The Week Ahead on Wall Street

Economic Data

Today, there is no economic data scheduled to be released.

Tomorrow, the Consumer Price Index for June is published. This data point measures the changes in prices consumers pay for products and services on a monthly basis. The CPI increased 5% year-over-year in May, marking the largest increase in almost 13 years. The markets will be paying close attention to the reading for June to see if inflation is increasing or easing. Also Monday, the federal budget and the NFIB Small Business Index for June are released.

On Wednesday, the Producer Price Index for June is due. This metric measures the average changes in prices from a producer’s or manufacturer’s point of view. In May the PPI increased 0.8% month-over-month and 6.6% from a year ago, which is the biggest annual increase since the Bureau of Labor Statistics began tracking the data in 2010.

On Thursday, initial unemployment claims for the week earlier are released. The results of this metric have fluctuated in recent weeks. Last week 373,000 people filed for unemployment for the first time, which was higher than the 350,000 economists forecast.

On Friday, retail sales for June are released. This is an important data point to measure the health of the economy. With vaccinations widely available and the economy reopening, consumers have been on a spending tear. Whether it is sustainable depends on how retail sales track in the coming months. In May they fell 1.3% as consumers shifted spending to services. Investors are waiting to see if that trend continues or consumers start shopping again.


On Tuesday, JPMorgan Chase (JPM) reports quarterly earnings. America’s largest bank by assets has been on a spending spree. JPMorgan Chase has acquired more than 30 companies since the start of this year. The firm has been focused on smaller buys around the globe from a UK online money manager to a digital bank in Brazil. The acquisitions are designed to expand into new and existing businesses. It will be interesting to hear more about this strategy and what it means for the bank’s bottom line.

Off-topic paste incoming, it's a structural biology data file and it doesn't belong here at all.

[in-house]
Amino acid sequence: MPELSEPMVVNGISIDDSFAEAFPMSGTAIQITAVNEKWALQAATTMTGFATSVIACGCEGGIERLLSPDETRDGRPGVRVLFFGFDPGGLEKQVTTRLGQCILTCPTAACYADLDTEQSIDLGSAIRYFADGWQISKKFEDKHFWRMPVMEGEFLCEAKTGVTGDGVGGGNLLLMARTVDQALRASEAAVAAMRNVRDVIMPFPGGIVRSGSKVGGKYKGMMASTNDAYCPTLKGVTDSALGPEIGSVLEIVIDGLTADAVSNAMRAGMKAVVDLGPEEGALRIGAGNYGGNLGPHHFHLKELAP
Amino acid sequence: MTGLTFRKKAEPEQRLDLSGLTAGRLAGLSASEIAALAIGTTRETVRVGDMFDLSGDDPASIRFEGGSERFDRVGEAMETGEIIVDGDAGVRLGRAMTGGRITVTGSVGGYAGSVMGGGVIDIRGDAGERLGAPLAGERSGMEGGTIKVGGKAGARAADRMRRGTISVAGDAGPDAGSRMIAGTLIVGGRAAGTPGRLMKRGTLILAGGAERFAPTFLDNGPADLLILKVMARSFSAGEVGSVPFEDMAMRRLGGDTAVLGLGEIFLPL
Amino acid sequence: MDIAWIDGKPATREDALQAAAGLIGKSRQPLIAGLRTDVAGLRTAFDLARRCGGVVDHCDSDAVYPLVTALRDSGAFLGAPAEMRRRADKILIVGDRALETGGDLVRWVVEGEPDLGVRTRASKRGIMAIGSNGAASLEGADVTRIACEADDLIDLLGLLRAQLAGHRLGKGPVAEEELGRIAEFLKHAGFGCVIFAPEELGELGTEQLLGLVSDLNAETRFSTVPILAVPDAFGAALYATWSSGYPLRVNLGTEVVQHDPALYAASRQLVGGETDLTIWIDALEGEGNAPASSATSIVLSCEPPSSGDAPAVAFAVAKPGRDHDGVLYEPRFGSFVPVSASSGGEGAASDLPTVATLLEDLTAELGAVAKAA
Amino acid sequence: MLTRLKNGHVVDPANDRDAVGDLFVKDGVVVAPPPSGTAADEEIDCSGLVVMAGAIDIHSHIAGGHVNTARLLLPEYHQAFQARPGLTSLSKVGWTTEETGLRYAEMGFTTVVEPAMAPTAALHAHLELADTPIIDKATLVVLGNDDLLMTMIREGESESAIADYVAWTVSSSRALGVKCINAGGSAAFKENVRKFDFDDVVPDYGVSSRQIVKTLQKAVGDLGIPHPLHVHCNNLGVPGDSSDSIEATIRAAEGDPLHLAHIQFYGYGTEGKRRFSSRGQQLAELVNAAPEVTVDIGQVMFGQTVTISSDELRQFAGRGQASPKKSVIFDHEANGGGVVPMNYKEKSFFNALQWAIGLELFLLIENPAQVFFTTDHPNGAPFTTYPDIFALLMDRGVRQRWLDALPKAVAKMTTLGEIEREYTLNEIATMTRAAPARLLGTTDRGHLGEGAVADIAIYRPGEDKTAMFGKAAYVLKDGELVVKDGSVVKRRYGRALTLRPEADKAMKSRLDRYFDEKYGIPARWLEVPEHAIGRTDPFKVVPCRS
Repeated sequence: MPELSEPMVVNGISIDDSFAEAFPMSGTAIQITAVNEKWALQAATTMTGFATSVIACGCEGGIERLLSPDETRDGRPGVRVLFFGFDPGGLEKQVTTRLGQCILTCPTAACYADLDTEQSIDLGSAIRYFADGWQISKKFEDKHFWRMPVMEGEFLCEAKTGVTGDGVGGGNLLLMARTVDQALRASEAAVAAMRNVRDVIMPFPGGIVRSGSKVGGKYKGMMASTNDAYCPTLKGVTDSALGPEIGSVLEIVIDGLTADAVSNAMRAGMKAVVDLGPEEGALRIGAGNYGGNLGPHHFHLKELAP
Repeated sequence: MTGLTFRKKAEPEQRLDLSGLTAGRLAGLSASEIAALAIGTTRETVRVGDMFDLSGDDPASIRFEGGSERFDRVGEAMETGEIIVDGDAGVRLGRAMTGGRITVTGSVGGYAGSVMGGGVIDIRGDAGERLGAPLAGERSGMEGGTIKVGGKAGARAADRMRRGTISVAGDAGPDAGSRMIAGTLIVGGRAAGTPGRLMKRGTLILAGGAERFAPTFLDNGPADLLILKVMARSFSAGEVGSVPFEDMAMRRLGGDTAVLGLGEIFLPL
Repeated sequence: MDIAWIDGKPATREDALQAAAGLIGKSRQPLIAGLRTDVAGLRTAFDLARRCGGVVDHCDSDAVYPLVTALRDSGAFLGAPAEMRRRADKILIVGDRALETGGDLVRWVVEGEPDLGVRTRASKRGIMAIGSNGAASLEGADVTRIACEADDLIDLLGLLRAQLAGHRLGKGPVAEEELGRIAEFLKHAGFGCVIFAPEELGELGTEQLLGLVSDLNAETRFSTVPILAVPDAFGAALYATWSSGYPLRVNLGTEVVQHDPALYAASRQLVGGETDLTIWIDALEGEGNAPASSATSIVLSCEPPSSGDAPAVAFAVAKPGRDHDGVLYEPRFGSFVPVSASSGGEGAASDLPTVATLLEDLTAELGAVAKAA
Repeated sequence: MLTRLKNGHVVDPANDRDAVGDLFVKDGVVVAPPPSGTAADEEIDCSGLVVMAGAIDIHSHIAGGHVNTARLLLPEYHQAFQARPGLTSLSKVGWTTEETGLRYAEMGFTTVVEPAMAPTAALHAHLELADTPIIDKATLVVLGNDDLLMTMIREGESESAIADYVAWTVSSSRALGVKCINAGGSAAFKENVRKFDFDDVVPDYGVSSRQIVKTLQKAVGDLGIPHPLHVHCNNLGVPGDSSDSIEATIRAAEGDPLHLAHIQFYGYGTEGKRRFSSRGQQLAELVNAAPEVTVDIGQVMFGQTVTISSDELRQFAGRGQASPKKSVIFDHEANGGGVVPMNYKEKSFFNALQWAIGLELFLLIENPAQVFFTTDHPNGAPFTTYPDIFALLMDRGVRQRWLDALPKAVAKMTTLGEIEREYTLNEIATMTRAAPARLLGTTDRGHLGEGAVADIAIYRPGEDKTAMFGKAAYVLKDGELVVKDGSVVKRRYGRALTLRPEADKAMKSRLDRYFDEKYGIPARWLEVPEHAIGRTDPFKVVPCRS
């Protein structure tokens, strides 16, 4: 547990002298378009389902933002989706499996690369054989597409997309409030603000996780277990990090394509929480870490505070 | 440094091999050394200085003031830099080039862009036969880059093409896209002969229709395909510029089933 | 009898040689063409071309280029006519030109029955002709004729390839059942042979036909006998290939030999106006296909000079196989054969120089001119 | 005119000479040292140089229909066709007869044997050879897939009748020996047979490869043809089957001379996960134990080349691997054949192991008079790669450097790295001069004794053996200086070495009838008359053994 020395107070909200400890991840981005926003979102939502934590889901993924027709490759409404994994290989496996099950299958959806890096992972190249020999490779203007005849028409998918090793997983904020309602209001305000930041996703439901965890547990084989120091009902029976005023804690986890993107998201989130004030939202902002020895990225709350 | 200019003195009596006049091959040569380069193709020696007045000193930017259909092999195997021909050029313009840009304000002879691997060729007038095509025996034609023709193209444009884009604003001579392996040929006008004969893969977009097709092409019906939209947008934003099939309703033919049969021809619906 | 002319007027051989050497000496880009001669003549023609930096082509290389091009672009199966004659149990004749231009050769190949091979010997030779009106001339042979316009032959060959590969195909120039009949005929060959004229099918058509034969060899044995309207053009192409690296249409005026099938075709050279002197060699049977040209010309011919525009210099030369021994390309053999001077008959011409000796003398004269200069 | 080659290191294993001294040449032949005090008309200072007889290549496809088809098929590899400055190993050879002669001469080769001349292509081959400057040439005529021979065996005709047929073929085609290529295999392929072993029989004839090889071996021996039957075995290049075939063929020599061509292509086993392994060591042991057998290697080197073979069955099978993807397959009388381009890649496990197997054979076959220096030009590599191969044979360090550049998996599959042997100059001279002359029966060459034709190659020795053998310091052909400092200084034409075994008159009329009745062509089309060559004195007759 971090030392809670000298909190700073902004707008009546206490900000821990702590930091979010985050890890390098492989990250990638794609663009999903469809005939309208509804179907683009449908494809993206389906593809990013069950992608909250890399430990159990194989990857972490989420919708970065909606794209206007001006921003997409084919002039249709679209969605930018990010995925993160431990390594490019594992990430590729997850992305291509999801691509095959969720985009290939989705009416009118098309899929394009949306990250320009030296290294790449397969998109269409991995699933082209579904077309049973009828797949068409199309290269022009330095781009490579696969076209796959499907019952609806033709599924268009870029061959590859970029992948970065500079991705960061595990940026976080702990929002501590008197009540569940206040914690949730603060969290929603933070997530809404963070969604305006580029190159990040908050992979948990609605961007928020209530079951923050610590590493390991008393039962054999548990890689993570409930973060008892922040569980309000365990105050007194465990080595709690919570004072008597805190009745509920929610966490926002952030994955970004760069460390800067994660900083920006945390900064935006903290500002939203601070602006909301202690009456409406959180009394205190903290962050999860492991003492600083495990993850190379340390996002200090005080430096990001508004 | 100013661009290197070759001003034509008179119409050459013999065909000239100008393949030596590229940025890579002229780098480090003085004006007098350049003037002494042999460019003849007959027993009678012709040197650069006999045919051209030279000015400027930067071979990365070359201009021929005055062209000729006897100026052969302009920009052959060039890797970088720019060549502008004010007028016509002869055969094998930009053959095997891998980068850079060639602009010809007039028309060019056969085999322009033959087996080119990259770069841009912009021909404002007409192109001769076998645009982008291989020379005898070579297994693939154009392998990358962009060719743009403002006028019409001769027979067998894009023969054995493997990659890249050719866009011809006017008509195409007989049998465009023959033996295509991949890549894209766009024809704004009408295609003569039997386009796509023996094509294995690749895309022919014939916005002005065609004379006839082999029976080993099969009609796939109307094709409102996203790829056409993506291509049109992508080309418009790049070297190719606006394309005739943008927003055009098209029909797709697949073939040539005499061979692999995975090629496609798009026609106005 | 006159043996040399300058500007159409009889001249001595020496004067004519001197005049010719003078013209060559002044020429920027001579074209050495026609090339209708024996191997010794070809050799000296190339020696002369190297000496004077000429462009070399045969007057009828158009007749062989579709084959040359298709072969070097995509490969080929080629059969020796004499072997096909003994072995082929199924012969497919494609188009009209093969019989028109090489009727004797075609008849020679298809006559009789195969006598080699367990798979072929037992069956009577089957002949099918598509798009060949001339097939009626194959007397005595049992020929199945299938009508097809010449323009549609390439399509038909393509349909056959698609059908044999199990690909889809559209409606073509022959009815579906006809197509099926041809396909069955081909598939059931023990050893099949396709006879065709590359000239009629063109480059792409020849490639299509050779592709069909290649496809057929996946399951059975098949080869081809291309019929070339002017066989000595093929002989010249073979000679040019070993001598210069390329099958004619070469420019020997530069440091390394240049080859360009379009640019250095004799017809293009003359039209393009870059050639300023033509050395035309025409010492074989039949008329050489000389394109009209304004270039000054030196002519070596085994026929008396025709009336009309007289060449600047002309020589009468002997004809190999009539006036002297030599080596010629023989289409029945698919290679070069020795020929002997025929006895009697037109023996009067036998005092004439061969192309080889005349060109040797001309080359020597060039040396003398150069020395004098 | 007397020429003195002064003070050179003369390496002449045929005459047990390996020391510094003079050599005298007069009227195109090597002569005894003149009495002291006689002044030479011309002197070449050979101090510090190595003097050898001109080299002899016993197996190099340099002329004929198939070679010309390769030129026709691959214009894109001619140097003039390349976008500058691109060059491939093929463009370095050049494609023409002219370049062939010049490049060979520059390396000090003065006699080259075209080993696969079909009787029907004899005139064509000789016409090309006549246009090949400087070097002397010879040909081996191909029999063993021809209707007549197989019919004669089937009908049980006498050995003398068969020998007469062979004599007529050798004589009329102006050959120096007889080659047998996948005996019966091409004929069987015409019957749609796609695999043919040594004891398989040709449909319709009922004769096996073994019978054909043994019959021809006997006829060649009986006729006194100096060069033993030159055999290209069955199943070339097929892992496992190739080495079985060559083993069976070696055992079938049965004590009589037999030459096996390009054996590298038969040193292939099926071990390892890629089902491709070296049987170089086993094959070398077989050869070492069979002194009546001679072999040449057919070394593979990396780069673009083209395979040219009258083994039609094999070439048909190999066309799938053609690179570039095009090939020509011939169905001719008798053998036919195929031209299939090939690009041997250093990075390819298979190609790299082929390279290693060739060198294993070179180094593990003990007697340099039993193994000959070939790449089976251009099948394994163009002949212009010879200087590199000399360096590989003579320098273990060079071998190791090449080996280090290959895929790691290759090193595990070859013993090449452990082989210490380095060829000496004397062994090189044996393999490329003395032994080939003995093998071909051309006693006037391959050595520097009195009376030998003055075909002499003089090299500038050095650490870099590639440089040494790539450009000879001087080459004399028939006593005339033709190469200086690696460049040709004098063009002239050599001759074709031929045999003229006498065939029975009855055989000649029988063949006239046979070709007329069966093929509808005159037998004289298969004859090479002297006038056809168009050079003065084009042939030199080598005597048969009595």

On Wednesday, be on the lookout for earnings from Delta Air Lines (DAL). Like its rivals, the airline operator is enjoying increased demand as Americans travel again. At the same time, the industry is dealing with labor shortages which have caused American Airlines (AAL) to cut back on some of its scheduled summer flights. Investors will be paying close attention to what Delta has to say about demand—especially from business travelers. Analysts expect that business air travel will not return to normal levels for several years.

On Thursday, Taiwan Semiconductor Manufacturing Company (TSM) reports quarterly earnings. The chip maker is currently constructing a $12 billion plant in the US. At the same time, it is investing $2.8 billion in China to mass-produce chips for vehicles by 2023. The latter is raising concerns for the US government which is worried that TSMC could help China reach its goal of chip independence. At the same time, the global semiconductor industry is still dealing with component shortgages. It will be interesting to hear what TSMC has to say on all three fronts.

Also Thursday, UnitedHealth Group (UNH) reports quarterly earnings. Last month the largest health insurance company in the US said it would deny insurance holders emergency medical care coverage in cases when an event was not an actual emergency that needed immediate care. Doctors, nurses, and hospital management said the change sets a dangerous precedent. It will be interesting to hear what UnitedHealth has to say about that policy when it reports earnings.

On Friday, be on the lookout for Charles Schwab (SCHW) to report quarterly earnings. The online brokerage company just revealed it was fined $200 million by the Securities and Exchange Commission due to practices within its robo advisory service. Meanwhile Goldman Sachs (GS) downgraded its investment rating on the stock, saying the boom in trading revenue is coming to an end. Investors will be paying close attention to what Charles Schwab has to say about trading activity when it reports earnings.

The Week Ahead at SoFi

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ABOUT Meg Richardson Meg Richardson is a writer specializing in markets, technology, and personal finance. She loves breaking down seemingly complex ideas and making them readable and interesting for everyone. She holds an MFA in writing from Columbia University. When she is not writing about finance, she enjoys running in Central Park and drawing cartoons.

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